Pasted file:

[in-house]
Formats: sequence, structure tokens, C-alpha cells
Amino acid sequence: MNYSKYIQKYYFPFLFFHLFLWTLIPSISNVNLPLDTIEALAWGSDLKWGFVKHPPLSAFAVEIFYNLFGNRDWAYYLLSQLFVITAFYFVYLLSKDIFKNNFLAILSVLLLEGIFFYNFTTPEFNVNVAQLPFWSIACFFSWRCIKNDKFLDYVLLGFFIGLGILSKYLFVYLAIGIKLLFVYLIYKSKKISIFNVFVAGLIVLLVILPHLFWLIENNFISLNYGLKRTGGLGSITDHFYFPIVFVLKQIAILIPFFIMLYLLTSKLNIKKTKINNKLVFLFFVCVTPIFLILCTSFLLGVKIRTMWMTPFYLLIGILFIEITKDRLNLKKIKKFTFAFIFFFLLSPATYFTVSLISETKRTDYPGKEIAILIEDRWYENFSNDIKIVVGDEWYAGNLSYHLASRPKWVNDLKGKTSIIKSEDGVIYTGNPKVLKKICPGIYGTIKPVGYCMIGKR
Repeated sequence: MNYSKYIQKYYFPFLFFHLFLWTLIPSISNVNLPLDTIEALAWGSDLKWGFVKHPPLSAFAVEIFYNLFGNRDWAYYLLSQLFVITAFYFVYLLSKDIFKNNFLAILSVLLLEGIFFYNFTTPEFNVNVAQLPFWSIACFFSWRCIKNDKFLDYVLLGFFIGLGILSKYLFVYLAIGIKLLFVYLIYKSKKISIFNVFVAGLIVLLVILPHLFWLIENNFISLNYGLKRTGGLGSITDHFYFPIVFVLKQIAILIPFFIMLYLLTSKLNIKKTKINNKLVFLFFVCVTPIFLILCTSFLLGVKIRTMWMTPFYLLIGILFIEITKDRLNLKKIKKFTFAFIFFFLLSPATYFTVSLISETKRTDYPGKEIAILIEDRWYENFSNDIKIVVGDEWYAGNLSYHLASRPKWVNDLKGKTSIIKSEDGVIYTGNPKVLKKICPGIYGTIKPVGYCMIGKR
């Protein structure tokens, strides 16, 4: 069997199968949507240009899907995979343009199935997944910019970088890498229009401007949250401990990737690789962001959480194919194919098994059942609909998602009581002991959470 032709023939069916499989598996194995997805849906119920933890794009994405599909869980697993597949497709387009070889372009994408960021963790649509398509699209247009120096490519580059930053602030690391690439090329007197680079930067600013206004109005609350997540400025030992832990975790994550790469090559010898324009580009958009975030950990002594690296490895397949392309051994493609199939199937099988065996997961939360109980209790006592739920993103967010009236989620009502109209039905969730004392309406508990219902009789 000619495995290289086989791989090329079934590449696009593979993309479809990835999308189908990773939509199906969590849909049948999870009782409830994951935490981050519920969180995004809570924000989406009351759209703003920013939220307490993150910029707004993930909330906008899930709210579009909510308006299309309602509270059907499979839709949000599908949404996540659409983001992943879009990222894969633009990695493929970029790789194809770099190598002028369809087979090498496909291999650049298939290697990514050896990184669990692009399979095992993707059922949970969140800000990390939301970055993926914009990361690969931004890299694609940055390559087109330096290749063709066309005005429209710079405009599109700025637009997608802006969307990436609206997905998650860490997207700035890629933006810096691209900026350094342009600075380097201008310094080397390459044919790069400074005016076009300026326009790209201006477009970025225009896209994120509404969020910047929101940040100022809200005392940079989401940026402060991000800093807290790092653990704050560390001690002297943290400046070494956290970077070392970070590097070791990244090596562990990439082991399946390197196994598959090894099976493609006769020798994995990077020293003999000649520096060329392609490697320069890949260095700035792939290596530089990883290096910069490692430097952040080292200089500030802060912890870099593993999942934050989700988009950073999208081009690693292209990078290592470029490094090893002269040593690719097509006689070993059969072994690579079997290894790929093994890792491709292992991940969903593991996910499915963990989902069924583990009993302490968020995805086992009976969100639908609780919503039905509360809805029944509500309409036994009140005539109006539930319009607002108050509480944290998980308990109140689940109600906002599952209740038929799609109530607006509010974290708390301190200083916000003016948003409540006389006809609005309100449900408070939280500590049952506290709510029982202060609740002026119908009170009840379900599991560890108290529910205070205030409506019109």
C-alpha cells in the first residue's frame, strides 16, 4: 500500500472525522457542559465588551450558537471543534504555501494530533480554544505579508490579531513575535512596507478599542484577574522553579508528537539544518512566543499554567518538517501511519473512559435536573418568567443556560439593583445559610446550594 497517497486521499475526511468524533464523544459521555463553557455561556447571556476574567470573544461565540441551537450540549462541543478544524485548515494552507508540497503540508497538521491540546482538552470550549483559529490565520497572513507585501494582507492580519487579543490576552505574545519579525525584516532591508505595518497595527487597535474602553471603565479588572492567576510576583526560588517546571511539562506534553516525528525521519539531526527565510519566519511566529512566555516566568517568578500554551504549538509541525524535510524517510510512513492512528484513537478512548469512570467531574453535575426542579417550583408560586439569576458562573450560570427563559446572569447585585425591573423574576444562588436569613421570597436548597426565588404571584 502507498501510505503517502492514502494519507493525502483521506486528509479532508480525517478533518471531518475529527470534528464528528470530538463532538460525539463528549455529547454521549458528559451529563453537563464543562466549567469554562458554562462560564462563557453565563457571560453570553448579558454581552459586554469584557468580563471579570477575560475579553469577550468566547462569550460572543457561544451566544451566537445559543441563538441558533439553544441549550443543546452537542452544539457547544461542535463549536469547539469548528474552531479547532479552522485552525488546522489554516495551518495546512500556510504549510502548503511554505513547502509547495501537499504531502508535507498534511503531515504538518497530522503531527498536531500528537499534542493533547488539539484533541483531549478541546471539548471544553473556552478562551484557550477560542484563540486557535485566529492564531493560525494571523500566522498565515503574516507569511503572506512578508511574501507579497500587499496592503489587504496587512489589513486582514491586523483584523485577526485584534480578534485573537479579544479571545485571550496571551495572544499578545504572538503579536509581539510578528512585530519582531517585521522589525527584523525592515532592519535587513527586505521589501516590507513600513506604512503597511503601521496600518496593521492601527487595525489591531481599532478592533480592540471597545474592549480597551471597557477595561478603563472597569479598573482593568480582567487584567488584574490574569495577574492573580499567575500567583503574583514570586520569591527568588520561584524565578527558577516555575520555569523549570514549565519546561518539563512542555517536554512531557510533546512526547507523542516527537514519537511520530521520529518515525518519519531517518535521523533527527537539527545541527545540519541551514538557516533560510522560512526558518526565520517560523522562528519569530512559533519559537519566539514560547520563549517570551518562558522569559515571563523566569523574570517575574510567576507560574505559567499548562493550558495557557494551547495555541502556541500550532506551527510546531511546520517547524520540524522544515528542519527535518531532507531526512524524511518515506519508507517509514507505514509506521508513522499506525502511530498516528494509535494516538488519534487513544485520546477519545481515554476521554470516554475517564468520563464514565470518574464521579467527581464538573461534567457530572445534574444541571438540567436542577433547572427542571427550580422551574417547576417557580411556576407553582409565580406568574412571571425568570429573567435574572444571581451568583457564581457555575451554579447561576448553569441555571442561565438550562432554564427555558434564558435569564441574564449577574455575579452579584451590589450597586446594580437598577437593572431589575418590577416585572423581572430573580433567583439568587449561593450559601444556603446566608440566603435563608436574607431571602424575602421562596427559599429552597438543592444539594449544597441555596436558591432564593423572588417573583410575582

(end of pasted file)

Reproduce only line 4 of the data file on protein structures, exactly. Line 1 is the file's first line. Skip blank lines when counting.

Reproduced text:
Repeated sequence: MNYSKYIQKYYFPFLFFHLFLWTLIPSISNVNLPLDTIEALAWGSDLKWGFVKHPPLSAFAVEIFYNLFGNRDWAYYLLSQLFVITAFYFVYLLSKDIFKNNFLAILSVLLLEGIFFYNFTTPEFNVNVAQLPFWSIACFFSWRCIKNDKFLDYVLLGFFIGLGILSKYLFVYLAIGIKLLFVYLIYKSKKISIFNVFVAGLIVLLVILPHLFWLIENNFISLNYGLKRTGGLGSITDHFYFPIVFVLKQIAILIPFFIMLYLLTSKLNIKKTKINNKLVFLFFVCVTPIFLILCTSFLLGVKIRTMWMTPFYLLIGILFIEITKDRLNLKKIKKFTFAFIFFFLLSPATYFTVSLISETKRTDYPGKEIAILIEDRWYENFSNDIKIVVGDEWYAGNLSYHLASRPKWVNDLKGKTSIIKSEDGVIYTGNPKVLKKICPGIYGTIKPVGYCMIGKR